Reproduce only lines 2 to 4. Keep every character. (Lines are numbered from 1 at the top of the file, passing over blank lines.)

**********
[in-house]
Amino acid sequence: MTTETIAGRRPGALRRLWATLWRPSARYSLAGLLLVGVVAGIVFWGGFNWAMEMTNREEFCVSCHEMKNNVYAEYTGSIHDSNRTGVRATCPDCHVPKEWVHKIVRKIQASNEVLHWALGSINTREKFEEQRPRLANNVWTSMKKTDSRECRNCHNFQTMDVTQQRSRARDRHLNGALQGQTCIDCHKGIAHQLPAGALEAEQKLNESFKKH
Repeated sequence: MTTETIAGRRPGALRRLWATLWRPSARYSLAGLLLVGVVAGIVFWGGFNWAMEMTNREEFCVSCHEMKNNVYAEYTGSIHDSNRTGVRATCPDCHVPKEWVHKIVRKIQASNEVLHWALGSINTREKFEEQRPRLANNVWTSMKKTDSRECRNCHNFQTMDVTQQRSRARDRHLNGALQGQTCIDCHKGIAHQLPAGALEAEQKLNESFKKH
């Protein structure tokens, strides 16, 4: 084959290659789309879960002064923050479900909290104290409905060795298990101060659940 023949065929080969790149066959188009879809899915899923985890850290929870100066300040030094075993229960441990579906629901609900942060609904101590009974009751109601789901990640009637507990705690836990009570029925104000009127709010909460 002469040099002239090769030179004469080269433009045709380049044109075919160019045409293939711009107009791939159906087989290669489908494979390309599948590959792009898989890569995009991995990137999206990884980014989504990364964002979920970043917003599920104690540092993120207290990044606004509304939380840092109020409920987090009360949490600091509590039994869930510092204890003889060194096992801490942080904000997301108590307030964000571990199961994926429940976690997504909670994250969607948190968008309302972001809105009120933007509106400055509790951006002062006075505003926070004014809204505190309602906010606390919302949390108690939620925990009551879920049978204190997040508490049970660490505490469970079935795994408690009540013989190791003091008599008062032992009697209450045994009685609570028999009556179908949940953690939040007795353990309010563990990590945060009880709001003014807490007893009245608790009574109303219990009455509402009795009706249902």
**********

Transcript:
Amino acid sequence: MTTETIAGRRPGALRRLWATLWRPSARYSLAGLLLVGVVAGIVFWGGFNWAMEMTNREEFCVSCHEMKNNVYAEYTGSIHDSNRTGVRATCPDCHVPKEWVHKIVRKIQASNEVLHWALGSINTREKFEEQRPRLANNVWTSMKKTDSRECRNCHNFQTMDVTQQRSRARDRHLNGALQGQTCIDCHKGIAHQLPAGALEAEQKLNESFKKH
Repeated sequence: MTTETIAGRRPGALRRLWATLWRPSARYSLAGLLLVGVVAGIVFWGGFNWAMEMTNREEFCVSCHEMKNNVYAEYTGSIHDSNRTGVRATCPDCHVPKEWVHKIVRKIQASNEVLHWALGSINTREKFEEQRPRLANNVWTSMKKTDSRECRNCHNFQTMDVTQQRSRARDRHLNGALQGQTCIDCHKGIAHQLPAGALEAEQKLNESFKKH
């Protein structure tokens, strides 16, 4: 084959290659789309879960002064923050479900909290104290409905060795298990101060659940 023949065929080969790149066959188009879809899915899923985890850290929870100066300040030094075993229960441990579906629901609900942060609904101590009974009751109601789901990640009637507990705690836990009570029925104000009127709010909460 002469040099002239090769030179004469080269433009045709380049044109075919160019045409293939711009107009791939159906087989290669489908494979390309599948590959792009898989890569995009991995990137999206990884980014989504990364964002979920970043917003599920104690540092993120207290990044606004509304939380840092109020409920987090009360949490600091509590039994869930510092204890003889060194096992801490942080904000997301108590307030964000571990199961994926429940976690997504909670994250969607948190968008309302972001809105009120933007509106400055509790951006002062006075505003926070004014809204505190309602906010606390919302949390108690939620925990009551879920049978204190997040508490049970660490505490469970079935795994408690009540013989190791003091008599008062032992009697209450045994009685609570028999009556179908949940953690939040007795353990309010563990990590945060009880709001003014807490007893009245608790009574109303219990009455509402009795009706249902």